Essex Cricket club boss 'steps aside' after Zionist lobby tweet exposed

Azeem Akhtar has announced the club will be conducting an independent review into issues raised by the JC


Essex County Cricket Club Chair, Azeem Akhtar has announced he wil step down from his role while the club conducts an independent review after the JC revealed he endorsed comments that the “Zionist lobby” has “oversized” control of the media and a string of other inflammatory social media posts.

In a statement, Akhtar said:“I have taken the decision today to voluntarily step aside as Chair of Essex County Cricket Club while an independent review takes place into recent matters that have been raised.

“I have made the decision to initiate this review because it is important that I as Chair and Essex County Cricket Club more widely hold ourselves to the highest standards of governance and accountability. By stepping aside, I want to show leadership and ensure the Club can focus on the ongoing challenges it is tackling.

“I am resolutely committed to ensuring that Essex County Cricket Club is an inclusive and welcoming environment for people of all backgrounds.”

Yesterday, the JC exclusively revealed that Azeem Akhtar, a former board member of Sport England who was announced as chair of first-class Essex County Cricket Club on Monday, also “liked” on Twitter a defence of comparisons between Israel and Nazi Germany, and another post that celebrated athletes boycotting the Jewish state.

Mr Akhtar is the club’s first ethnic minority chairman and was appointed 12 months after a racism scandal led to the ousting of his predecessor.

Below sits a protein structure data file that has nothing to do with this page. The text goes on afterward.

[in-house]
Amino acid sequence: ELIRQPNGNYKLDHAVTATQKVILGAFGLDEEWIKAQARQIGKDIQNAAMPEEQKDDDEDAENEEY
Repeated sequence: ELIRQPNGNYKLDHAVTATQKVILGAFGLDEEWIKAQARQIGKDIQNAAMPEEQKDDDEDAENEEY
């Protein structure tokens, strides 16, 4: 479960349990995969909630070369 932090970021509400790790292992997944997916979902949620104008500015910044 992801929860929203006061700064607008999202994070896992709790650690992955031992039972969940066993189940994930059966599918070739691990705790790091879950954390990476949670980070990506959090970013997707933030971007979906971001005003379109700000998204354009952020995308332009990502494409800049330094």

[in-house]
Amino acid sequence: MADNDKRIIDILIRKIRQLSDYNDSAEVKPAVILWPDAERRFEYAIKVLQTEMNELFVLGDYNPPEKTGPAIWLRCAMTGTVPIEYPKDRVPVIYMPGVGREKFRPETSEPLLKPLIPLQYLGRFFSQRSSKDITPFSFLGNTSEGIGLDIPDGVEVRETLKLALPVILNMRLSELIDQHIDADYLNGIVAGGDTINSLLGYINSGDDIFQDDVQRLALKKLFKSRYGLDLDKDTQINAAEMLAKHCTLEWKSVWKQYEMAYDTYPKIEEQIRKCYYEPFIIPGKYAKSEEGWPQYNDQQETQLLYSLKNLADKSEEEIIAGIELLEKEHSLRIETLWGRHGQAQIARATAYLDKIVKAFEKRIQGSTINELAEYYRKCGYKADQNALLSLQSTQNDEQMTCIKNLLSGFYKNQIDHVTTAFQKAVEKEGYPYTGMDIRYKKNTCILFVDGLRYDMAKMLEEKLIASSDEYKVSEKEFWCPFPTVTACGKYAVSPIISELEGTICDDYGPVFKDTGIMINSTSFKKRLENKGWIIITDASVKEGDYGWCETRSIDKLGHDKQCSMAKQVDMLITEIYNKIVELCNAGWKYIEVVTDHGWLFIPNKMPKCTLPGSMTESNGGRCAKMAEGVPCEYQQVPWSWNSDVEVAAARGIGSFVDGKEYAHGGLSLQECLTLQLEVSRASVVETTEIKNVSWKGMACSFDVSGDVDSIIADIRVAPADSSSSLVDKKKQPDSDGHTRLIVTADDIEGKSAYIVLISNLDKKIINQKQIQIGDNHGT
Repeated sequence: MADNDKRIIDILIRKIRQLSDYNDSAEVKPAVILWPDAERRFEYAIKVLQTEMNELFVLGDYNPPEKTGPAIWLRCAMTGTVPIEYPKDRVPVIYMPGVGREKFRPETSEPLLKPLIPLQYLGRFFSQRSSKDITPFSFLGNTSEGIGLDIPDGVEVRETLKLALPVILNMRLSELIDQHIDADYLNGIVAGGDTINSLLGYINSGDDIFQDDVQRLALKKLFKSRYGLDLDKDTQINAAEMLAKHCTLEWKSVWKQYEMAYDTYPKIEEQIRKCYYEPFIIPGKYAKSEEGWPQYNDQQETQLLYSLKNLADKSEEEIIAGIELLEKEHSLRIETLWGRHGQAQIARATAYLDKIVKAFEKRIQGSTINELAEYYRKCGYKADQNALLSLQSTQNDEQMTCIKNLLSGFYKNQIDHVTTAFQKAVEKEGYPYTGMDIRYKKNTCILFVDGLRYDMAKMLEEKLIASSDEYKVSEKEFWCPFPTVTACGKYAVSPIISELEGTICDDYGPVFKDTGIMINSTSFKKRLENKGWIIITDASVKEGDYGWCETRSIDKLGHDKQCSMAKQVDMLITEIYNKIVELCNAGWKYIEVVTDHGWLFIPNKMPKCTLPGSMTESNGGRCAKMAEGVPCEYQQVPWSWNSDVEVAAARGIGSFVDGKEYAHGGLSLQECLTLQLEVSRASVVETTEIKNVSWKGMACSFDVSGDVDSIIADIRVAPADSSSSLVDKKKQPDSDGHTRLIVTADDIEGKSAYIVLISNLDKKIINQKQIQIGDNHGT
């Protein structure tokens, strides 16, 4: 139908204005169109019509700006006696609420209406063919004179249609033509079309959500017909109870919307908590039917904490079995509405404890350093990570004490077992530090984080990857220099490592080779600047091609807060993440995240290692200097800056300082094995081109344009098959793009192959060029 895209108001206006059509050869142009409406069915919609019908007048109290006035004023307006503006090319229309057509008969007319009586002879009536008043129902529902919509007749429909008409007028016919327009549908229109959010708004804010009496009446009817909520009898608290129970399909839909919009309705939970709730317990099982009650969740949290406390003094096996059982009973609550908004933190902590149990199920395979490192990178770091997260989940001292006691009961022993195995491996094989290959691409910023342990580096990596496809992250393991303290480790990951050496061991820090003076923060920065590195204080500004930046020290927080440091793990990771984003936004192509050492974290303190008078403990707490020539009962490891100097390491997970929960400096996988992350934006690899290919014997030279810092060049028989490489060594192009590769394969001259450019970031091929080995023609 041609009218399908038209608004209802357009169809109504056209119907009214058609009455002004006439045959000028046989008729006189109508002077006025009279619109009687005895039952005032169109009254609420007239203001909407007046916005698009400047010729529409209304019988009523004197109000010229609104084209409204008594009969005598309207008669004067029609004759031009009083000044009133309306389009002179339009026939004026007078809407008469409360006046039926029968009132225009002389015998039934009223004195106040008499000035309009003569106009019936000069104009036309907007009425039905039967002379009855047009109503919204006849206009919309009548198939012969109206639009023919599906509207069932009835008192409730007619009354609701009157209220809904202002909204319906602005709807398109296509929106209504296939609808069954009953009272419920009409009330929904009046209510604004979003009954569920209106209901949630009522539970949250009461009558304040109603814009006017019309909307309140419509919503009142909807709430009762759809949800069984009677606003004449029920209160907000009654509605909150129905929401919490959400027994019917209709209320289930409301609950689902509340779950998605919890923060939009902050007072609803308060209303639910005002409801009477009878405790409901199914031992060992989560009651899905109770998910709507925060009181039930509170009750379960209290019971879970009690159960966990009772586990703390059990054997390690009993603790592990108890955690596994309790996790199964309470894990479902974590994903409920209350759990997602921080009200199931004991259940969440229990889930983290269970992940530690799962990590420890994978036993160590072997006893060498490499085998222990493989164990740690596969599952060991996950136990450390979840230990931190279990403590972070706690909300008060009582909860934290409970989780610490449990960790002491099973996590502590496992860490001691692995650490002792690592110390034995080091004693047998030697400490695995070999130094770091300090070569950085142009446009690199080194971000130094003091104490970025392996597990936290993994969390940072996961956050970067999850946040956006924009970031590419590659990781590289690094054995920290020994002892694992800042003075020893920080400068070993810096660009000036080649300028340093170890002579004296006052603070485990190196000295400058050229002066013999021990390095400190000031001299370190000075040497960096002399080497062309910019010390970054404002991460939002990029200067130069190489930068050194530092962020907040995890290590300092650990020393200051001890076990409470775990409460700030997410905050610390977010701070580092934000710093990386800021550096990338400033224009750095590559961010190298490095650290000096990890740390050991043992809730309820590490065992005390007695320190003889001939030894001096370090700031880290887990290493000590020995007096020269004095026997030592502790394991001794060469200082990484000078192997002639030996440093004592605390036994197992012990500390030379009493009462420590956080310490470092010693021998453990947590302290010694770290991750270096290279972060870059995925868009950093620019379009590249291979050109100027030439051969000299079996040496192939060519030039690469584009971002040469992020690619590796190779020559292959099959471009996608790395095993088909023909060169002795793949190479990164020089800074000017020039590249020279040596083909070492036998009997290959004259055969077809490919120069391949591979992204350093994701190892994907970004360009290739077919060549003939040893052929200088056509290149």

His appointment was intended to “signal the beginning of a new era for the club” following the row.

Anti-racism group Campaign Against Antisemitism (CAA) attacked the Israel-Nazi comparison and the comments about the “Zionist lobby” as “indefensible”.

“Several of the tweets ‘liked’ by Azeem Akhtar breach the International Definition of Antisemitism,” a CAA spokesperson said.

“Essex County Cricket Club must investigate Mr Akhtar’s social media activity immediately, lest cricket start to become a breeding ground for antisemitism denial.”

Speaking to the JC, Mr Akhtar said he was “vehemently” not antisemitic and had liked the tweets because he was upset about killings in Israel and Palestine.

He claimed that he had never seen groups of Jewish children attending cricket matches and wanted to change the culture of the sport so Jews felt that Essex was “their club”.

“As chairman here I would want the Jewish community to feel they had the most Jewish friendly chairman of Essex County Cricket Club they’ve ever had,” he added.

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